Mother walking with nesting days carrie

And they all went to the sea shore...

My holiday story of hope and renewal...

I miss my mom most at Christmas. She loved movies, and one of her favorites was Never on Sunday (1960), a movie about a spirited young woman named Ilya who maintains a positive worldview despite living in difficult circumstances. Ilya would retell the endings to her favorite Greek tragedies with the happy conclusion,“And they all went to the seashore.”

My mother, ever the optimist, loved this line. Whenever a story needed retelling, she would repeat it to my siblings and I. It became a philosophy and a promise of hers: 'that whatever challenge we might be facing, we’d all eventually go to the seashore. That no matter what was in our present, joy and renewal were waiting for us just around the corner.'

I’ve been to the seashore many times in my life. When I gave birth to my first son in the late 1960s, it was a different world. All newborns were routinely taken to the nursery for a 24 hour observation period immediately post-birth. Separation was considered normal then. But to me it felt unkind, even cruel. Instinct told me that we needed to be together when he was so new and vulnerable to the world.

When I gave birth to my second son seven years later, in a peaceful birthing center surrounded by midwives and loved ones, I made sure that he was placed in my arms and at my breast minutes after he was born. The experience was healing for me. I had returned to the seashore.

The way I brought my two sons into this world forever changed me, and ultimately led me to become a doula after spending years in the apparel industry. I became a fierce advocate for mothers to have the greatest amount of voice reasonably possible in deciding how to birth their babies. I became educated on the powerful and transformative effect of touch in babies’ development and on mothers’ health. And I became certain that my life’s work was to help mothers and babies ease their way into this world together during the critical “fourth trimester.” This is how I arrived at Nesting Days. And at almost 70 years old, my life’s work is far from over.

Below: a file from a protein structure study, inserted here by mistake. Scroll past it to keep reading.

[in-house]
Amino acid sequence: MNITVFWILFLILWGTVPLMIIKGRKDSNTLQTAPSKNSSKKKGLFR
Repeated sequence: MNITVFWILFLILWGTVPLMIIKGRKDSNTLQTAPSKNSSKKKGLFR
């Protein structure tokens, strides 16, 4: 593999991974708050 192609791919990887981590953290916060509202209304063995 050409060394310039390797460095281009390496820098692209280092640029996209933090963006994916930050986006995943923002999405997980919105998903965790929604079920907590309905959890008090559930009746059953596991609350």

Our Nesting Days village has grown leaps and bounds over the past year. As I reflect on what the past year means for us, I continue to come back to that simple analogy of the seashore. Nesting Days exists to lead mothers and newborns to a place of joy and renewal. It exists to support babies who have been birthed and mothers who have been rebirthed. And my own personal journey will continue to lead me back to the seashore with these mothers. I return there every time I see a mother and baby in our carrier; every time I see a newborn beginning their journey in this world in the most hopeful of places—their mothers’ arms. I return there again and again, because as humans we must continue hoping, healing when we are broken, and looking for joy around the corner. What easier and more beautiful way is there to do that than when we're welcoming a new soul into this world?

Wishing you and your loved ones a beautiful 2017 filled hope, joy, and renewal.

Julie Arvan

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